• 810 offers in the control group (a.k.a., the previous promotional email)

The marketing department runs the campaign. After seven days, the results of the two promotional offers is as follows.

Test (Group B)Control (Group A)

Now, when we evaluate our results, we see that:

  • The test group had 32 acceptances out of 868 offers, for a 3.7% response rate and a total of $3,200
  • The control group had 18 acceptances out of 810 offers, for a 2.2% response rate and a total of $1,800

So, let’s calculate sales lift with our second method.

The math behind the odds ratio method

In the odds ratio method, we calculate the odds ratio and the confidence interval of the odds ratio using the delta method. The steps are:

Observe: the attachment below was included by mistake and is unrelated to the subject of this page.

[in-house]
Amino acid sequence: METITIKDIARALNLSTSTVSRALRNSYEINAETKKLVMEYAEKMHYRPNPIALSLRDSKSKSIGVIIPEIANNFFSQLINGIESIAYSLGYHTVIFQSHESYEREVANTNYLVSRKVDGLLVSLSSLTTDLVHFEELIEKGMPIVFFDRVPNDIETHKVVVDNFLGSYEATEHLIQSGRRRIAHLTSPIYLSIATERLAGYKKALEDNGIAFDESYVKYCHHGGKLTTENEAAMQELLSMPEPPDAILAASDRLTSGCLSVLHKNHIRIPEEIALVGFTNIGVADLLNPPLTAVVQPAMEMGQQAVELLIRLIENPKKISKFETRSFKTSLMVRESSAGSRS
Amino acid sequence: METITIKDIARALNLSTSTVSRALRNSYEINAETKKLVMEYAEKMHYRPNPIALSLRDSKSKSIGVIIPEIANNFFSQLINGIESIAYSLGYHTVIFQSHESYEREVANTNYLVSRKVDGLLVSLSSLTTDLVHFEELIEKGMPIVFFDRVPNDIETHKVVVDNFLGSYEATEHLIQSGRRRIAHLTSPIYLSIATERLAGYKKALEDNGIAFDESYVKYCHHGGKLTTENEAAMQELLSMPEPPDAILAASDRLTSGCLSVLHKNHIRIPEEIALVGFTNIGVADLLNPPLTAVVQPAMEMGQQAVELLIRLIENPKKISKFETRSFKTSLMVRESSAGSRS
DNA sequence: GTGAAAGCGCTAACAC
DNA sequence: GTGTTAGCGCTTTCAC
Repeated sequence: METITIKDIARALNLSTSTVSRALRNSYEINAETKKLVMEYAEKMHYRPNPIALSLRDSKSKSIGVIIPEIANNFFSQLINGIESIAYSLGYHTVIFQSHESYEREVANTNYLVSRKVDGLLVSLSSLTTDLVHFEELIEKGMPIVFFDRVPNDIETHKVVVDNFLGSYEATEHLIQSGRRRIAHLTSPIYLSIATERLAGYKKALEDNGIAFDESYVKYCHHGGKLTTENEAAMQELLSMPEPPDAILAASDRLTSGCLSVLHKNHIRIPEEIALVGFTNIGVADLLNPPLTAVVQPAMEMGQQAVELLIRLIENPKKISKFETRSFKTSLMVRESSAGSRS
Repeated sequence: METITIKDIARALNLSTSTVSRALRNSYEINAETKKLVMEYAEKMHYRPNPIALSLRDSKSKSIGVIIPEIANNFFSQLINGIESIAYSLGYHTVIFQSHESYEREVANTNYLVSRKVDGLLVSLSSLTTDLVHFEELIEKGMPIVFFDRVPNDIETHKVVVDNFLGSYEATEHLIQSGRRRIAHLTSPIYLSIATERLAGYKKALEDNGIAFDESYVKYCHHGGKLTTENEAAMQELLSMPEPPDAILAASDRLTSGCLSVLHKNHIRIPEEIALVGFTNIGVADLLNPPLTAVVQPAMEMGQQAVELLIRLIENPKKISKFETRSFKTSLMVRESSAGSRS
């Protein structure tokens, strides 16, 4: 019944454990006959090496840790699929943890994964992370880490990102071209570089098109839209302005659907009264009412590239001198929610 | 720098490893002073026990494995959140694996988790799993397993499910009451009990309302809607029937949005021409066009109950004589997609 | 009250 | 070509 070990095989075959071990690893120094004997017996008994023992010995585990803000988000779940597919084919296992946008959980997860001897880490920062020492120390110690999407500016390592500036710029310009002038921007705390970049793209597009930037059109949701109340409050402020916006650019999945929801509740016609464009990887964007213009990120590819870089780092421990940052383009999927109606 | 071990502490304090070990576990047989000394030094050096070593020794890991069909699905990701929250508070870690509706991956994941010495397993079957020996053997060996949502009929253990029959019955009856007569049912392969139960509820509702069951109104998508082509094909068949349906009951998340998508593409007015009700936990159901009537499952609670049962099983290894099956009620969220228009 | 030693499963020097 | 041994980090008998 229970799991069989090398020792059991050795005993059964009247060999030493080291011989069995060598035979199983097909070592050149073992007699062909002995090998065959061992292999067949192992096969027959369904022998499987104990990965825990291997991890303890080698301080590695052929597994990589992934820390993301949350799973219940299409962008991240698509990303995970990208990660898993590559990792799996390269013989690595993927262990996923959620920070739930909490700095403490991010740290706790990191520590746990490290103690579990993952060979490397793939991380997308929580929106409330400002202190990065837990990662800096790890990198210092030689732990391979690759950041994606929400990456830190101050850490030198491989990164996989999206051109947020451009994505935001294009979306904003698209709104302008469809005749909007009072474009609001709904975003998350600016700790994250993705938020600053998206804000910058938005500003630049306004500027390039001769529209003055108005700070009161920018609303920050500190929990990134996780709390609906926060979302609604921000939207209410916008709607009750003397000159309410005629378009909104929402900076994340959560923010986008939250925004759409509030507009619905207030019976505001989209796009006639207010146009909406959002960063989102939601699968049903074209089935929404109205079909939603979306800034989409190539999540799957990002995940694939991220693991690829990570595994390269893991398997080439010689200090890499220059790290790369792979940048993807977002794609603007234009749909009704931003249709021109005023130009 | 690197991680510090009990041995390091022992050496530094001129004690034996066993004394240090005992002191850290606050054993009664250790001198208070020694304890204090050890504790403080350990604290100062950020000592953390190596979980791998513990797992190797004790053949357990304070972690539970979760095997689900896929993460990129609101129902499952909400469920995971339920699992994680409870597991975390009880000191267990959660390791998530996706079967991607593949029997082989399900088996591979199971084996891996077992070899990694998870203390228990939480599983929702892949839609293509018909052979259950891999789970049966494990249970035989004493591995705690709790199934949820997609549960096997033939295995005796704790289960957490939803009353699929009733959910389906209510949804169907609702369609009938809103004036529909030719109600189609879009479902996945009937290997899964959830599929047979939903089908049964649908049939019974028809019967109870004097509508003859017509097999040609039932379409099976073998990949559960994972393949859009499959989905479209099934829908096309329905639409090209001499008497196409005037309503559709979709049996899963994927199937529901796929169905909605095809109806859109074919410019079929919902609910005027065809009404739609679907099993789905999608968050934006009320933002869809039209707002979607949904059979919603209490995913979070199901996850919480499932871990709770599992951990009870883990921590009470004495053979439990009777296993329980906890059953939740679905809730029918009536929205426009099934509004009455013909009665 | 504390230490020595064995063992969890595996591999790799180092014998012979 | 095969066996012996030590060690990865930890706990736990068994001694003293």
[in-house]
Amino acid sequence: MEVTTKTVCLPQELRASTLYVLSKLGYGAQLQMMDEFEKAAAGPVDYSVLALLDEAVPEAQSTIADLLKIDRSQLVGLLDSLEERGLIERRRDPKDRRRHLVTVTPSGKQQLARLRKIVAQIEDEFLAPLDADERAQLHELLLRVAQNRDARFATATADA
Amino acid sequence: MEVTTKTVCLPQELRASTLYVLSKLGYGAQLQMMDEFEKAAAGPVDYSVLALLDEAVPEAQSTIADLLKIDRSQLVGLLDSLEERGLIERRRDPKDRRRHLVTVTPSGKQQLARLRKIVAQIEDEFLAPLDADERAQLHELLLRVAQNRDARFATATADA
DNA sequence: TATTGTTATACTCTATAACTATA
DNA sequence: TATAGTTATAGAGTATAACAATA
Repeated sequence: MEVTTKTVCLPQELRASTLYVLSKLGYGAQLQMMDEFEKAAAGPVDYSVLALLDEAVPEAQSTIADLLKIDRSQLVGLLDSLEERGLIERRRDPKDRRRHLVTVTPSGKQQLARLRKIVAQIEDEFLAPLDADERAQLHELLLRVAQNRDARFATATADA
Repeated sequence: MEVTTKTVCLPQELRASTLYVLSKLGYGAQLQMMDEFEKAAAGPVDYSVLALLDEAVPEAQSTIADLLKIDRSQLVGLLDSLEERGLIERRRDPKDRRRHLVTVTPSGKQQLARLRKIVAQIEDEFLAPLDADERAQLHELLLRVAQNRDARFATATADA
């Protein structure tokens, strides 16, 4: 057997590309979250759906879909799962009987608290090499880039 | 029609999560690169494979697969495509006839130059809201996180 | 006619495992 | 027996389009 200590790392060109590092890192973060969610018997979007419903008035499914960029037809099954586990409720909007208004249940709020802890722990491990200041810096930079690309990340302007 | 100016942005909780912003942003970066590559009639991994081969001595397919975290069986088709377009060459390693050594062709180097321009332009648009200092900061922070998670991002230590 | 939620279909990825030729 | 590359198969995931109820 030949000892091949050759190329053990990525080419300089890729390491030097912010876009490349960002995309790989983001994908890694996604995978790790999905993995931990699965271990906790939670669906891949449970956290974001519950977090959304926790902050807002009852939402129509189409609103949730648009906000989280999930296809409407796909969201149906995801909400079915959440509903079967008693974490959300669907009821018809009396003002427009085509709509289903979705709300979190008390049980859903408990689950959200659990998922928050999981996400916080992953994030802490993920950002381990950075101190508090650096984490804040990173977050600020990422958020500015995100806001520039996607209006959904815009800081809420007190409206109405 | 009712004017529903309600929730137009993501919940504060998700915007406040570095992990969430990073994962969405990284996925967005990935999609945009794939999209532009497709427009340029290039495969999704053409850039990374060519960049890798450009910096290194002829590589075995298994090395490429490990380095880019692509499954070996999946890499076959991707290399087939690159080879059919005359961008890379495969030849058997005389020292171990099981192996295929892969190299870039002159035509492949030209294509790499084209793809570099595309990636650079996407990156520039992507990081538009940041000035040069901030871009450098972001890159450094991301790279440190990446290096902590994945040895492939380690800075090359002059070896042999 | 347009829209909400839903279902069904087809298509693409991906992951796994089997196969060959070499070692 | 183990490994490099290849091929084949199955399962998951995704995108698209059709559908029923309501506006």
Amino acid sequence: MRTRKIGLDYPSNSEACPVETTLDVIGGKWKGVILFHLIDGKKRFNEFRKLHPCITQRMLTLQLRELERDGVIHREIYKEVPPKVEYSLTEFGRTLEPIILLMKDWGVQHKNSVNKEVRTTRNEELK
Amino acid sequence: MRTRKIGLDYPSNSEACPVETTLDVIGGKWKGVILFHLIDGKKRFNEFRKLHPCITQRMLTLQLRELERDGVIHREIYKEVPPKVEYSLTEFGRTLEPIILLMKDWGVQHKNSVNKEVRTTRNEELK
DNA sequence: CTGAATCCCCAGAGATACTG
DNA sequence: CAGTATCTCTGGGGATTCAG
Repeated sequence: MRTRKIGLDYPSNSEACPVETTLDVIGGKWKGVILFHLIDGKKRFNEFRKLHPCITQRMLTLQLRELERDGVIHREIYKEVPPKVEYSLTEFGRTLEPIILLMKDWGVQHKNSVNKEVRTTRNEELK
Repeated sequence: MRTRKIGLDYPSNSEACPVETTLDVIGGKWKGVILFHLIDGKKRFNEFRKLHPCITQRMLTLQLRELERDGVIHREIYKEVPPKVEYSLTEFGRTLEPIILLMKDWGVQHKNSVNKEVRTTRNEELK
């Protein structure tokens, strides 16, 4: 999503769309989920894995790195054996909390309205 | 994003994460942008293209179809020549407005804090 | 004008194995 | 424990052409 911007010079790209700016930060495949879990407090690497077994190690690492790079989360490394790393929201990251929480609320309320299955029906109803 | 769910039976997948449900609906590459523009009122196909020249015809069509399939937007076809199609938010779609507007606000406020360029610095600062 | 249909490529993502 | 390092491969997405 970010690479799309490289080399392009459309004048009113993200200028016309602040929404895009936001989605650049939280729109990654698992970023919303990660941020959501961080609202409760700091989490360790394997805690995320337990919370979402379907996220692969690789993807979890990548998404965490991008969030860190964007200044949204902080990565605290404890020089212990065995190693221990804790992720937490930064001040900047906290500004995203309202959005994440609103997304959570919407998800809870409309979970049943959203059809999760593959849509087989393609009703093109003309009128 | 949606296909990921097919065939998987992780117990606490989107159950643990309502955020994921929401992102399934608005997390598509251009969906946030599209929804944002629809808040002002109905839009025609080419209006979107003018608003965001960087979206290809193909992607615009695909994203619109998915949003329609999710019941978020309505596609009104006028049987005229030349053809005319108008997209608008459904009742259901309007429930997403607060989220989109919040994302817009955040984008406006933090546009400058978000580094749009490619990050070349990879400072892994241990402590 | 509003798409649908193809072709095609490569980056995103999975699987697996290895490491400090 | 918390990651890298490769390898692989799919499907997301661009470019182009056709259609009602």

1. Calculate the standard error (SE) of the log odds ratio
  2. Calculate the log confidence interval (CIlog) from the log of the odds ratio and the standard error of the log odds ratio
  3. Exponentiate to get the confidence interval (CI)

So, let’s walk through the math. The formulas are as follows. Let n11 through n22 be the cells of the above 2×2 matrix. Then:

    \begin{equation*} \begin{aligned} OR &= \frac{n_{11} \times n_{22}}{n_{12} \times n_{21}} \\ SE &= \sqrt{\frac{1}{n_{11}}+\frac{1}{n_{12}}+\frac{1}{n_{21}}+\frac{1}{n_{22}}} \\ CI_{\log} &= \log(OR) \pm Z_\alpha SE \\ CI &= \exp(CI_{\log}) \end{aligned} \end{equation*}

Note that this method provides not only the sales lift itself (as the odds ratio), but also the a confidence interval for the sales lift.

Calculating the odds ratio and the confidence interval

Now, we also need to select a confidence interval. Suppose that we want a 90% confidence interval. We can look up the appropriate value for Zα in a table for confidence intervals. The value is 1.645 for a 90% confidence interval.

When we run through the calculations: